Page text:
*4.1. Dataset Description*

Experiments are carried out with two open-access datasets from BCI Competition Ⅲ ( http://www.bbci.de/competition/iii/). These two datasets are initially designed for competition purpose to test the performance of EEG classification algorithms, and such datasets are very commonly used by researchers in literature [10, 21].

[1] Dataset Ⅳa [45]

This dataset consists of EEG signals of three MI tasks (left hand, right hand, and right foot) recorded from 118 EEG channels, with only cues of the right hand and foot tasks provided for competition purpose. Five healthy subjects (aa, al, av, aw, and ay) participate in the experiments, and cues of 280 trials are provided for each subject. The timeline of one trial is shown in Figure 5(a), where L, R and F stand for left hand, right hand and right foot respectively. In a single trial, a visual cue is presented for 3.5 seconds, during which the subject is asked to perform the corresponding MI task. Two trials are intermitted by a relaxing period of 1.75 to 2.25 seconds. The original signals are recorded at a sampling rate of 1000Hz and down-sampled to 100Hz by the dataset provider for subsequent analysis. More details of this dataset can be found on the competition website ( http://www.bbci.de/competition/iii/desc_IVa.html).

**Figure 5**. (a) Timeline of one trial in Dataset Ⅳa; (b) Timeline of one trial in Dataset Ⅲa.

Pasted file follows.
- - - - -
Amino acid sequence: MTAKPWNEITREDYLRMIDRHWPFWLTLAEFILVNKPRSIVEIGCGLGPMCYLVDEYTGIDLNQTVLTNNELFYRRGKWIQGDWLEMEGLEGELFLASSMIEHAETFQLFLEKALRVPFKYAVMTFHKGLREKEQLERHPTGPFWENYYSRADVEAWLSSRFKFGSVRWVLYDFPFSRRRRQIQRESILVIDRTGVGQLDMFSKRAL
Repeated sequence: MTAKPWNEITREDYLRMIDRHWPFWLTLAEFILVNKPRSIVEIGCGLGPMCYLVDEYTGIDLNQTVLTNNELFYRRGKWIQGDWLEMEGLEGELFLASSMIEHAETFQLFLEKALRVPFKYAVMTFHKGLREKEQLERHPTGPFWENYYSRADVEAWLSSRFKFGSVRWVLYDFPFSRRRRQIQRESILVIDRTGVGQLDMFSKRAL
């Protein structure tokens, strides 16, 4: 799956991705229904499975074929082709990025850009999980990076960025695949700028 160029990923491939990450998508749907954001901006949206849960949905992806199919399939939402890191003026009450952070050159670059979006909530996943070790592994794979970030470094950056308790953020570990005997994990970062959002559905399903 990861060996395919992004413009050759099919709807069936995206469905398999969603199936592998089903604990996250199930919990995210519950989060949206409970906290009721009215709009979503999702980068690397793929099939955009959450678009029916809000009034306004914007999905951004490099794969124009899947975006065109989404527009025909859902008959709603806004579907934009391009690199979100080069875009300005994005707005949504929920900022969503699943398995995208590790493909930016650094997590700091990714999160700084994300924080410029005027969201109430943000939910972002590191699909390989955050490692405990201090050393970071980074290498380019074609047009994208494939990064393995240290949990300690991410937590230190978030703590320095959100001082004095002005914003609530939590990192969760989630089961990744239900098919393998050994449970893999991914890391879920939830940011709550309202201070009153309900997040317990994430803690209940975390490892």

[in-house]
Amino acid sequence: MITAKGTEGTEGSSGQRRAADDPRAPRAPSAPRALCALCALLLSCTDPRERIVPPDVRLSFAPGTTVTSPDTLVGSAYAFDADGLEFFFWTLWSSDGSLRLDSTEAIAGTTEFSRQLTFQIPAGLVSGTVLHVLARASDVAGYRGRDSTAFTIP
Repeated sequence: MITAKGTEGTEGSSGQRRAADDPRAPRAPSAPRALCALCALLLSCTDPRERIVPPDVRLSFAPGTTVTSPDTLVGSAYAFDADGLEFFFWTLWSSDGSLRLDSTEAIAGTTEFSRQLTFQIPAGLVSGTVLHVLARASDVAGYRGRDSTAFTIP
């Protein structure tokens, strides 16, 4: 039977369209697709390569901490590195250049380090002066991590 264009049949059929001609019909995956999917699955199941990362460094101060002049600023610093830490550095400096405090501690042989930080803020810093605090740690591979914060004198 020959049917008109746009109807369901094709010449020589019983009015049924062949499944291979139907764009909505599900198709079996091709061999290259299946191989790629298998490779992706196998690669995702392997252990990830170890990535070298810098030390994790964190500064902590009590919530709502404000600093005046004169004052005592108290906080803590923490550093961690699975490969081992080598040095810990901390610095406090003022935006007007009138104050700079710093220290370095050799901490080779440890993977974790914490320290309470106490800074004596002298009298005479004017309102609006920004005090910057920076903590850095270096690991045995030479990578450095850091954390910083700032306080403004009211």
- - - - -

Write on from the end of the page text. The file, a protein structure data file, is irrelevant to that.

[2] Dataset Ⅲa [45]

This dataset is recorded over 60 EEG channels at 250Hz from three subjects (k3, k6, and l1). Every subject is instructed to imagine four kinds of movement, namely, MI tasks of the left hand, right hand, tongue, and foot. A complete trial lasts 7 seconds as shown in Figure 5(b). The participants of the experiments can rest in the first 2 seconds. At t=2s, an acoustic stimulus and a fixed cross are presented, indicating the beginning of the trial. Then, an arrow pointing to up, down, left, or right is displayed at t=3s over the fixed cross as the cue of the MI task of the tongue, foot, left hand, or right hand, respectively. The arrow disappears at t=4s, while the subject should perform the MI task for four seconds until the end of the trial. The numbers of trials for subjects k3, k6, and l1 are 360, 240, and 240, respectively. Detailed descriptions of this dataset are available on the competition website ( http://www.bbci.de/competition/iii/desc_IIIa.pdf).

*4.2. Results and Discussion*